Canadian Vending

Features Payment Technology
Calgary entrepreneur launches mobile service at NAMA


September 4, 2014
By Canadian Vending

Topics

Sept. 4, 2014, Calgary – Electronic payment startup PayLab
premiered a cashless payment system that does not require mag stripe readers,
bluetooth technology or NFC hardware at the NAMA show this April.

Sept. 4, 2014, Calgary – Electronic payment startup PayLab
premiered a cashless payment system that does not require mag stripe readers,
bluetooth technology or NFC hardware at the NAMA show this April.

This spring, PayLab wrapped
up a 10-month project with Southern Alberta Institute of Technology that saw
them research several technologies and build prototype units, which were used
to demonstrate the technology at NAMA in Chicago.

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PayLab’s service uses
internal hardware and location services on the user’s smartphone and couples it
with data captured via cameras and sensors embedded in its hardware to create a
frictionless, secure vend transaction
 

The PayLab app, which may be
downloaded to iOS and Android platforms, contains an embedded payment
mechanism. Users can reload value, track purchase history and manage a family
account by waving their phone in front of the embedded point-of-sale device to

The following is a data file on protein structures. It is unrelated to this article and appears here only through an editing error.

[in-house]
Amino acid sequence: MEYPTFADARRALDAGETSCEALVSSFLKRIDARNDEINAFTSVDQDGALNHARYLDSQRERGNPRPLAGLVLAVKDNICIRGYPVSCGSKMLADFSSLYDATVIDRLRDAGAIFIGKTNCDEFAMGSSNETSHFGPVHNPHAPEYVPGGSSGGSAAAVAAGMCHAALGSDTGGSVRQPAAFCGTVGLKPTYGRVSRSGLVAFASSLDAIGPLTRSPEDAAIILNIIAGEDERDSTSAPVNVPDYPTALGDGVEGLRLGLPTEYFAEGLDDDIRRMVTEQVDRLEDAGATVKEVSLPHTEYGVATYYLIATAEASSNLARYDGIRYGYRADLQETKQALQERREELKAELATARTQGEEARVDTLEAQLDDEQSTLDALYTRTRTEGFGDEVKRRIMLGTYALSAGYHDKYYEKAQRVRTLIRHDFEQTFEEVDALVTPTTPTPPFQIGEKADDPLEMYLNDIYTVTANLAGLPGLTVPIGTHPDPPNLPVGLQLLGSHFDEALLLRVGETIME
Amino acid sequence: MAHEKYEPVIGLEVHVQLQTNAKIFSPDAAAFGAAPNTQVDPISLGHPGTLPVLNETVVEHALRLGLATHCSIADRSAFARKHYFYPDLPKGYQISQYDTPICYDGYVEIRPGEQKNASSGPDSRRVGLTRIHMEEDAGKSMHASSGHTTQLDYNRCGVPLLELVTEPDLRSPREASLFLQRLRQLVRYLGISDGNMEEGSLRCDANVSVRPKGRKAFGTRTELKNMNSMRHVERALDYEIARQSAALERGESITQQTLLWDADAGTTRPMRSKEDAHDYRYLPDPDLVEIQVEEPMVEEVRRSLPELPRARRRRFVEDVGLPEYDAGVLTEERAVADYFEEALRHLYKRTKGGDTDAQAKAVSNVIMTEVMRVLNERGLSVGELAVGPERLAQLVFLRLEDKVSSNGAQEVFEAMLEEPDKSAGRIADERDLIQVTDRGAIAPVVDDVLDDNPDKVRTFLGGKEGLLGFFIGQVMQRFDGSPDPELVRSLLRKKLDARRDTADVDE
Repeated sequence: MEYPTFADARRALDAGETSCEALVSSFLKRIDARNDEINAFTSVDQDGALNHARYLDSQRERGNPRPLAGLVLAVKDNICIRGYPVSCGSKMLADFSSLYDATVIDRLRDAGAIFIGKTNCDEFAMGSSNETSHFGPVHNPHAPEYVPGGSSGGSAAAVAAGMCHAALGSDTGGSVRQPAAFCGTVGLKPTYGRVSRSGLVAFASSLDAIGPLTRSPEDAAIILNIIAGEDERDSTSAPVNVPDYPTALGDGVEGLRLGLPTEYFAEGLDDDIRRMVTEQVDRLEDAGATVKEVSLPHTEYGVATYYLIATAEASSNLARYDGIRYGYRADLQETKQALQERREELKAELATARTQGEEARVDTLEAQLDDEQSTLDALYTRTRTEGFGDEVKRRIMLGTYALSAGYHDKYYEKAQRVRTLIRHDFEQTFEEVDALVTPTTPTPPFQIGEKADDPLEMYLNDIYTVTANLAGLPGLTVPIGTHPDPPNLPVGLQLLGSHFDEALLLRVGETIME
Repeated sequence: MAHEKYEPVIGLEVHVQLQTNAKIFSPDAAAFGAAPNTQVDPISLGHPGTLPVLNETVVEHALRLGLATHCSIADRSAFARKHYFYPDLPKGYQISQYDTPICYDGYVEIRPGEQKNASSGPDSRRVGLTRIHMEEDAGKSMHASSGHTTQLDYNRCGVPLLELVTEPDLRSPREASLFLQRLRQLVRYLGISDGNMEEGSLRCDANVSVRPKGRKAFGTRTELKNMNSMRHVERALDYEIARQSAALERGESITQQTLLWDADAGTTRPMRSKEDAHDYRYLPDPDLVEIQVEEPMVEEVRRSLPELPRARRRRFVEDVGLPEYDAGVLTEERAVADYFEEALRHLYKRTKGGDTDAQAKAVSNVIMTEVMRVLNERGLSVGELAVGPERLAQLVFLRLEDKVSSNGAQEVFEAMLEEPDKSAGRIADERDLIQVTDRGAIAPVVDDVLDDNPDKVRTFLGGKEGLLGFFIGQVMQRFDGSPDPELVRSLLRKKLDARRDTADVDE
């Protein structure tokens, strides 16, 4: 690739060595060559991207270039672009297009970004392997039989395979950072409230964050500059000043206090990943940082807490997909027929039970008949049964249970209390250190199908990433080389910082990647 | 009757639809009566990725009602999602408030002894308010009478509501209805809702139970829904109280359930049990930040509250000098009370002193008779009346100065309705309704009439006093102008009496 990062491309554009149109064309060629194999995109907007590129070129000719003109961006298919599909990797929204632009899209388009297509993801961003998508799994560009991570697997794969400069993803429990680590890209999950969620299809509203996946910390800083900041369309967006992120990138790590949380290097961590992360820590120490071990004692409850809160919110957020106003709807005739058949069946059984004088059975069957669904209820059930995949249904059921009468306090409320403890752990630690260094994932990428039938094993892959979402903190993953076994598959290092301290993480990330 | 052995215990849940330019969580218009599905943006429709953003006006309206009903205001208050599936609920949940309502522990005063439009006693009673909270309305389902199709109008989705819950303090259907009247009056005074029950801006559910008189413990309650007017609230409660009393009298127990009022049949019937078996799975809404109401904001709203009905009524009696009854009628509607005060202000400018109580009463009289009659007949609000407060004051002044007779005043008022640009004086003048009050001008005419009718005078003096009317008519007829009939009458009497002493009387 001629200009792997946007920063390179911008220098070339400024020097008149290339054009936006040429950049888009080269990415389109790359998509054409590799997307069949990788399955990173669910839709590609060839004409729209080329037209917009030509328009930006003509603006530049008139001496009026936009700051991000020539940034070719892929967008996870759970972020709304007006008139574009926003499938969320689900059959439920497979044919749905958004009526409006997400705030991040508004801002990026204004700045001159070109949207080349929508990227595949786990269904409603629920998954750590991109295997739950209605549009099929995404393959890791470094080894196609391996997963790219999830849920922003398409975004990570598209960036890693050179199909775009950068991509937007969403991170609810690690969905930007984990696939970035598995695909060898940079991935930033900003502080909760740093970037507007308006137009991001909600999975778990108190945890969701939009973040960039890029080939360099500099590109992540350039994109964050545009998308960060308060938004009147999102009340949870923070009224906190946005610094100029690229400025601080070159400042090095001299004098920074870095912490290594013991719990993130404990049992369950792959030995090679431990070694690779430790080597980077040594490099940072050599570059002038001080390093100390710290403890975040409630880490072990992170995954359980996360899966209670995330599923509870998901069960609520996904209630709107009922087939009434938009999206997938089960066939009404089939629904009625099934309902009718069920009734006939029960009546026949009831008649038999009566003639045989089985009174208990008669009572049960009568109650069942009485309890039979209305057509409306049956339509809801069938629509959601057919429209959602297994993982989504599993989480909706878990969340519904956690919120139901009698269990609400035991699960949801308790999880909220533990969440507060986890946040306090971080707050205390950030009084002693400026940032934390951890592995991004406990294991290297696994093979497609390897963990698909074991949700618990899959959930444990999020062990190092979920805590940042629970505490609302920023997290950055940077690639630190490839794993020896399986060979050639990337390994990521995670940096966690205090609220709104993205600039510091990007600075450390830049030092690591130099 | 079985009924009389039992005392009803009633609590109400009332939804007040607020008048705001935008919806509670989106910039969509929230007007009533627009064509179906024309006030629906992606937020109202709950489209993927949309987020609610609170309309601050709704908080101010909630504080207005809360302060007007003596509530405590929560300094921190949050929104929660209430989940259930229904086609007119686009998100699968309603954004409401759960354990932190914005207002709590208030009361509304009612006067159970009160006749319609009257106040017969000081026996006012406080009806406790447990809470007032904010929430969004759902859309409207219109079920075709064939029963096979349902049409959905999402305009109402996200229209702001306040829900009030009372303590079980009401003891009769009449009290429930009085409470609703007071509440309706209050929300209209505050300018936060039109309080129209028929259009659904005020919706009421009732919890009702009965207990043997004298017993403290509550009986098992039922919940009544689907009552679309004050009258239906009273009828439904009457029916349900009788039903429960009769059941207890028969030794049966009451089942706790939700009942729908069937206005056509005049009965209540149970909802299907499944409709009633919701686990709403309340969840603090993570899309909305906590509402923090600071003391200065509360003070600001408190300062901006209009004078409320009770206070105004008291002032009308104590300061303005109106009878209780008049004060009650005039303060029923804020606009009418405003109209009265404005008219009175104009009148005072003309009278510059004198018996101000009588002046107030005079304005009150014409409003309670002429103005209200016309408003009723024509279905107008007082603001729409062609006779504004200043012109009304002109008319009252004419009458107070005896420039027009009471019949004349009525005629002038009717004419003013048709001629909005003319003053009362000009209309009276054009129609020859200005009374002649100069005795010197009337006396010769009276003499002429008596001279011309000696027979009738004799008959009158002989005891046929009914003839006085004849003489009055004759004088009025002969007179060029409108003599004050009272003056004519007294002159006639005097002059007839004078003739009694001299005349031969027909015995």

activate sensors and servers.
 

“Our device is constantly
learning about both the consumer and the location and translating that data
into actionable intelligence,” said a company press release.

“There were essentially two
key catalysts that spurred the idea,” Mike Gron, CEO and co-founder of PayLab,
told Canadian Vending. First were the changes made to credit
card merchant fees that have adversely affected small-ticket retailers,
including vending operators. Those changes made several existing solutions,
including mag stripe readers, less cost effective or completely unfeasible for
many operators. Given that, the company felt there was a great opportunity to
provide an option that was less dependent on the credit card companies and
could offer operators an opportunity to jump ahead of the curve in terms of
cashless acceptance.

“The second factor was
Starbucks’ incredible success with their own mobile wallet. They now do about a
quarter of all sales through their app. 
They avoided many of the issues with merchant fees by allowing consumers
to place a balance on their mobile account, which they can then use over time.
This limits the effect of increased merchant fees and captures the consumer.” 

The company is working with a
number of partners to trial its first release late in 2014.